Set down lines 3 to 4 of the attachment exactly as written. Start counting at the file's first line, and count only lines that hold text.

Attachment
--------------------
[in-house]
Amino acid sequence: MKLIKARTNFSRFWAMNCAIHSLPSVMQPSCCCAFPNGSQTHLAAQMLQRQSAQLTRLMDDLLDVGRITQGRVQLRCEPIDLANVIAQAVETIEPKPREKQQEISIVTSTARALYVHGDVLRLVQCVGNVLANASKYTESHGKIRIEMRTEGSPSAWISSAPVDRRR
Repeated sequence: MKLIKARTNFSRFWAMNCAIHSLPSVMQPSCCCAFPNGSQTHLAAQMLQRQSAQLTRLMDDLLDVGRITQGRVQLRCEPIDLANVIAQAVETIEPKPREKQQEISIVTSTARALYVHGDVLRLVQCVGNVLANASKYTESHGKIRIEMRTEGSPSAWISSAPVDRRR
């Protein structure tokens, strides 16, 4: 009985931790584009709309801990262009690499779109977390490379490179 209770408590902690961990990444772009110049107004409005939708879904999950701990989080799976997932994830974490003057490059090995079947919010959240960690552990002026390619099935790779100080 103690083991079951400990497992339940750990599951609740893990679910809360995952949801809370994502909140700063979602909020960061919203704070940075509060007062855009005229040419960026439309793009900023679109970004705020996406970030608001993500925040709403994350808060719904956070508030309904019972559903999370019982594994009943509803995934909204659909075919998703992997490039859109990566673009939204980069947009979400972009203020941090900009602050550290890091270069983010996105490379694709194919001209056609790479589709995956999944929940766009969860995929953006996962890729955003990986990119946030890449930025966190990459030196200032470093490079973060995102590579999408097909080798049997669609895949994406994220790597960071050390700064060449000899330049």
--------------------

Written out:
Repeated sequence: MKLIKARTNFSRFWAMNCAIHSLPSVMQPSCCCAFPNGSQTHLAAQMLQRQSAQLTRLMDDLLDVGRITQGRVQLRCEPIDLANVIAQAVETIEPKPREKQQEISIVTSTARALYVHGDVLRLVQCVGNVLANASKYTESHGKIRIEMRTEGSPSAWISSAPVDRRR
């Protein structure tokens, strides 16, 4: 009985931790584009709309801990262009690499779109977390490379490179 209770408590902690961990990444772009110049107004409005939708879904999950701990989080799976997932994830974490003057490059090995079947919010959240960690552990002026390619099935790779100080 103690083991079951400990497992339940750990599951609740893990679910809360995952949801809370994502909140700063979602909020960061919203704070940075509060007062855009005229040419960026439309793009900023679109970004705020996406970030608001993500925040709403994350808060719904956070508030309904019972559903999370019982594994009943509803995934909204659909075919998703992997490039859109990566673009939204980069947009979400972009203020941090900009602050550290890091270069983010996105490379694709194919001209056609790479589709995956999944929940766009969860995929953006996962890729955003990986990119946030890449930025966190990459030196200032470093490079973060995102590579999408097909080798049997669609895949994406994220790597960071050390700064060449000899330049």